The initial Russian response to the UK’s request for an explanation has been to deny any knowledge or involvement, and to request more details. Russian spokespeople have also started to provide ‘alternative facts’ about the attack, even speculating that it could have been conducted by UK authorities to discredit Russia.

The predictable result is that the UK is expelling a number of Russians. The Russians will reciprocate. Time will then pass and relations will be resumed. Prime Minister May has also foreshadowed freezing Russian state assets in the UK and passing legislation to allow more UK sanctions on human rights grounds. She has noted the importance of cooperation with partners, singling out France, Germany and the United States. All of that is to the good.

Formal steps can be taken by the UK to request assistance from the OPCW to investigate Russia. The OPCW can conduct ‘challenge inspections’ of Russian facilities it suspects of holding or making the chemical weapon. Russia’s 2017 declaration of compliance with the convention can be challenged based on the new information from the Salisbury attack.

Russia has said it will cooperate with investigations, but insists that the UK provide it with all of the evidence that it has.

Russia will probably continue to declare its willingness to comply while disputing any evidence and obstructing any actual investigation. It has done the same in the investigation into the shooting down of Malaysian Airlines flight MH-17. That shouldn’t stop the UK from using all the investigatory and verification measures in the Chemical Weapons Convention to pursue Russian behaviour. The UK should do so with the vocal support of other convention signatories.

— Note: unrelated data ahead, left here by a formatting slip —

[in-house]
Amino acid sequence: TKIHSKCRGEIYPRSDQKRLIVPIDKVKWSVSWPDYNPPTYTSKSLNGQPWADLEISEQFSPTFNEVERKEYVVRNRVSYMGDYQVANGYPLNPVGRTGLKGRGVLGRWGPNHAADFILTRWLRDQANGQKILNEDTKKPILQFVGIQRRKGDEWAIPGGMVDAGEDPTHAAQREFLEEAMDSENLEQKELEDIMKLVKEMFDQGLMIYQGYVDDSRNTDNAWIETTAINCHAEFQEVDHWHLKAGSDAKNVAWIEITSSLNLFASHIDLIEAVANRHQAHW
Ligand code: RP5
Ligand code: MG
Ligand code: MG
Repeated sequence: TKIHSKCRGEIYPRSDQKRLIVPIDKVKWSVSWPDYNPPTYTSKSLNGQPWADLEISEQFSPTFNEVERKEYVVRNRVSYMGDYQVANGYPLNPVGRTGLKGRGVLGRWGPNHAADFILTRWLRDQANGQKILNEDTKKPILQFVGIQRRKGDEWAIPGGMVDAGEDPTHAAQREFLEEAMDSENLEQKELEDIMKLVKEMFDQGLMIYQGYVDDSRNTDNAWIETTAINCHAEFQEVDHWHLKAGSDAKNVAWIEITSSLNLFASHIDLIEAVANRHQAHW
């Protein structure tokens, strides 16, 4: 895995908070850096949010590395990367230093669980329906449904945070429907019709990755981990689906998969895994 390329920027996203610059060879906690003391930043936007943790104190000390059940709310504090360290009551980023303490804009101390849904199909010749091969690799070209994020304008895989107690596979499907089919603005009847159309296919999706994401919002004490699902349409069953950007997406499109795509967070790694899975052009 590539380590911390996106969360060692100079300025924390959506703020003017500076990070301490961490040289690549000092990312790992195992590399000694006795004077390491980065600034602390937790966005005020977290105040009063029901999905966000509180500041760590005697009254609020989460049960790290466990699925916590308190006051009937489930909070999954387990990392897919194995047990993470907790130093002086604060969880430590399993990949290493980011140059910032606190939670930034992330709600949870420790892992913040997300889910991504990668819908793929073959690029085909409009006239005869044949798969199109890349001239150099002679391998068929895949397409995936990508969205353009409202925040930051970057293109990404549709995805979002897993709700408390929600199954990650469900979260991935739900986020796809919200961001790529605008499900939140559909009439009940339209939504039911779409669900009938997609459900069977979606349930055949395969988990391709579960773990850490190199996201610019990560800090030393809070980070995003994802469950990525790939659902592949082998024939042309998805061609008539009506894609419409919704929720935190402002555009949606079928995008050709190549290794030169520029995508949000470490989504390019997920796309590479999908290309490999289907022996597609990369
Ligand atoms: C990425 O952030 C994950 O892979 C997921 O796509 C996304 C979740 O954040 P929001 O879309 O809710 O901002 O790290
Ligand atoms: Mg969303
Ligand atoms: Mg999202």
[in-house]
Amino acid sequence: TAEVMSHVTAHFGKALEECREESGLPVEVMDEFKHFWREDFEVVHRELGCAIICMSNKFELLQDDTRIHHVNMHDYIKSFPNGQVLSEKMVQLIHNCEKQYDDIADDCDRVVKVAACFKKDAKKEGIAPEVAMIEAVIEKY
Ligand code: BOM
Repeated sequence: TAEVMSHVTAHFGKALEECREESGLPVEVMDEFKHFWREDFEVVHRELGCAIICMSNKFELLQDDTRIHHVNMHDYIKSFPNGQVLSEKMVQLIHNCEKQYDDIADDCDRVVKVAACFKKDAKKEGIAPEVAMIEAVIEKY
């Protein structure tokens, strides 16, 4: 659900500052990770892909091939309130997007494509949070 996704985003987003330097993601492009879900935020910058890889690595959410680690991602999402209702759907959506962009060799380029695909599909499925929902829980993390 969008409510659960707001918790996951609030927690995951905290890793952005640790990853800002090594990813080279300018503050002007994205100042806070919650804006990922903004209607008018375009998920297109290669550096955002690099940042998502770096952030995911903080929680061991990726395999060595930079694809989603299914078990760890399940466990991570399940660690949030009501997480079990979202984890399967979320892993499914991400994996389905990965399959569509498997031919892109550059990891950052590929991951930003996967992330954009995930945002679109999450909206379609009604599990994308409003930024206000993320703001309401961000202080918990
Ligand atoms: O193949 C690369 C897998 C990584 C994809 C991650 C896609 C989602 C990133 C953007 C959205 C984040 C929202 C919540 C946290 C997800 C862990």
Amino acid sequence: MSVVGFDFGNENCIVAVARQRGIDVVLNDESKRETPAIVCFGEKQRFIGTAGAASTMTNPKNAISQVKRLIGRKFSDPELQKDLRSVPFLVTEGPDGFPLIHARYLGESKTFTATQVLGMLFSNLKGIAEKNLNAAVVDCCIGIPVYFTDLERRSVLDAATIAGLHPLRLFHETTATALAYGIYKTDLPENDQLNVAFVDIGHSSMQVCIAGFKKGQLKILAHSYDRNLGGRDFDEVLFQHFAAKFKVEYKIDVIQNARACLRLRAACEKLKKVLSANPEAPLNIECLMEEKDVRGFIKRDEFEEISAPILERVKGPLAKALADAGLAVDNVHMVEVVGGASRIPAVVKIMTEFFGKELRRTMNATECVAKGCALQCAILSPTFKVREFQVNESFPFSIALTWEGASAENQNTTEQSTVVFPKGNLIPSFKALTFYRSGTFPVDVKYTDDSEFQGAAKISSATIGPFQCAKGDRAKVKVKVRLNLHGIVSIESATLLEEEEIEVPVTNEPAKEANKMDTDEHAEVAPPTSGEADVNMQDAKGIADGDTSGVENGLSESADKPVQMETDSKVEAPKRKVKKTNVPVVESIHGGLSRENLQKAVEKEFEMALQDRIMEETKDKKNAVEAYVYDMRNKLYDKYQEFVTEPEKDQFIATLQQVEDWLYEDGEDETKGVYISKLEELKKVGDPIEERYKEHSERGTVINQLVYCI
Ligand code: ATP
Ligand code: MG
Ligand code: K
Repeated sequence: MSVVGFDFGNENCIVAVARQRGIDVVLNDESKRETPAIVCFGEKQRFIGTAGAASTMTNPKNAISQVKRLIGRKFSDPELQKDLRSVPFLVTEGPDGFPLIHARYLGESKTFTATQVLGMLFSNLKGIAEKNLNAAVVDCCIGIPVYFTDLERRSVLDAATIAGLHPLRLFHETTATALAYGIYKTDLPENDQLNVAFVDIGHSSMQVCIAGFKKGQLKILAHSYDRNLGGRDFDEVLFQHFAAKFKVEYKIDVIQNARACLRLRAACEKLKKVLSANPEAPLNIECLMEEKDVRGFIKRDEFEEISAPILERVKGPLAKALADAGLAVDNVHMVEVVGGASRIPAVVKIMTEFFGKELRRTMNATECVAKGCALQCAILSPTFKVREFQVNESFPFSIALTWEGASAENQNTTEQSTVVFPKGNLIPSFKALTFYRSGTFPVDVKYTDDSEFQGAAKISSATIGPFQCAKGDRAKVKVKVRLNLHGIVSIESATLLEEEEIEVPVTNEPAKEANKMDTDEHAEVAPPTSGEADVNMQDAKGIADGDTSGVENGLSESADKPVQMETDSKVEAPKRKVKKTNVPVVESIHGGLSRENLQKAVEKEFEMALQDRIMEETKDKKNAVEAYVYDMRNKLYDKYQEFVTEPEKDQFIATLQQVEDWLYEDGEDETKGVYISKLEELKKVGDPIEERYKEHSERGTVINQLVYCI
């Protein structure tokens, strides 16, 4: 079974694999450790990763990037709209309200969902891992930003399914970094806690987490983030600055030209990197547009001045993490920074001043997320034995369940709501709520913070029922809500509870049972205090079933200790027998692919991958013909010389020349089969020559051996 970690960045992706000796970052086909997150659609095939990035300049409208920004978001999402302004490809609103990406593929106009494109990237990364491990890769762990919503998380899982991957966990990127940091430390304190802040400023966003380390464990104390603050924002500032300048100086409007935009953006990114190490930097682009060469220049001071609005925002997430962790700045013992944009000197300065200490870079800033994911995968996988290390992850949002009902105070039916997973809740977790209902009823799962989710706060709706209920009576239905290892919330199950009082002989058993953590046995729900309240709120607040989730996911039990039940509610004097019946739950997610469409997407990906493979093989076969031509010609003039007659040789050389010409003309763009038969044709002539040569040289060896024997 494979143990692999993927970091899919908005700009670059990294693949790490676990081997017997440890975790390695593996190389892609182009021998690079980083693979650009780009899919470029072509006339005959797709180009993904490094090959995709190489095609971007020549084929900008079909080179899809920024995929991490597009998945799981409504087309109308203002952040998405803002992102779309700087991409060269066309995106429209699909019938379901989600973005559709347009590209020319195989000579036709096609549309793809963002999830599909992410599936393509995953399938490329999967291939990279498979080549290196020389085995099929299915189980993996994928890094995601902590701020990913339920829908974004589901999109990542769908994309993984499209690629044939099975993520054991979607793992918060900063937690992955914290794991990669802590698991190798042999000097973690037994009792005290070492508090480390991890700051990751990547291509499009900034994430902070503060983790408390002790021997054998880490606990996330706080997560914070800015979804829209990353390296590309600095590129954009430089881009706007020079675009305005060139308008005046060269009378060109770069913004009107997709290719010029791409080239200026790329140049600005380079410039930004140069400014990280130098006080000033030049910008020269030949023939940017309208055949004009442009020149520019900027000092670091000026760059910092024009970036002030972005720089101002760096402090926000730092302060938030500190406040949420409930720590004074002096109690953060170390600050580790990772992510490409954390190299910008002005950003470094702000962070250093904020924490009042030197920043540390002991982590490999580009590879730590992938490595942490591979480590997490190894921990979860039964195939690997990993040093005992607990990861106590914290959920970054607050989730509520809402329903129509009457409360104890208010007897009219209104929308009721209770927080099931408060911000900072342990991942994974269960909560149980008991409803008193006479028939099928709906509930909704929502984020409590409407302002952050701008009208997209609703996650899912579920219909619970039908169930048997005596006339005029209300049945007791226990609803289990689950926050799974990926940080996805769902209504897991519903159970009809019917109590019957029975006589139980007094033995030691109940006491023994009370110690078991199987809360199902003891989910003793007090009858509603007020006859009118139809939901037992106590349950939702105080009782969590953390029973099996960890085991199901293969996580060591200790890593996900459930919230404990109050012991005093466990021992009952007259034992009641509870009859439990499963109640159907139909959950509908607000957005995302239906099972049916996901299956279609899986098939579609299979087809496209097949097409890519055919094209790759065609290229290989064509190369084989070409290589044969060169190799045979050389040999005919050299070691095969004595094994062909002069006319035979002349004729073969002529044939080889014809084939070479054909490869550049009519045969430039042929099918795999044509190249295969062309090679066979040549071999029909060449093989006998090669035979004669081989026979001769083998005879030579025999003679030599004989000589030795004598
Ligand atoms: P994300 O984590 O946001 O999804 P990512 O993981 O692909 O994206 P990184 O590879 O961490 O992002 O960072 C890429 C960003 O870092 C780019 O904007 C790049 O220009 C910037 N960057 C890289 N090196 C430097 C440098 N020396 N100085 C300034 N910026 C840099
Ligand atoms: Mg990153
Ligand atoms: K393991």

While frustrating and lengthy, these steps are the essential, formal steps needed to reinforce the international prohibition on the use of chemical weapons.

The actions most likely to matter to decision-makers in the Kremlin are those that affect their quality of life as individuals. So, Russia can also be the subject of multilateral and unilateral sanctions.

Given Mr Putin’s tight control over the state security agencies and his strong dislike of betrayal of the Russian homeland, it seems unlikely that a decision to use Novichok abroad would be a decision made anywhere in Russia except in the Kremlin.

Russian elites have benefitted from holding assets abroad. These include real estate in London, New York and Paris. They have bank accounts and stock holdings in UK banks and other Western institutions. Luxury yachts are among the kinds of assets that matter to elites who are part of Kremlin policymaking—notably members of Russia’s National Security Council and close advisers to President Putin.

Preventing Russian leadership figures from enjoying the benefits of assets held overseas will matter in a way that stern reprimands and reciprocal expulsions of diplomats and spies won’t. Sanctions can prevent the same people from travelling.

So, it’s not enough to leave action to the UK government when what’s at stake is the normalisation of the use of chemical weapons. Every government that’s a party to the Chemical Weapons Convention, including Australia, has a role in promoting and taking action. Australia has additional interests as a close partner of the UK.

Let’s see our government take the steps necessary–including cooperation with our partners on sanctions–to help prevent chemical weapon attacks from becoming business as usual.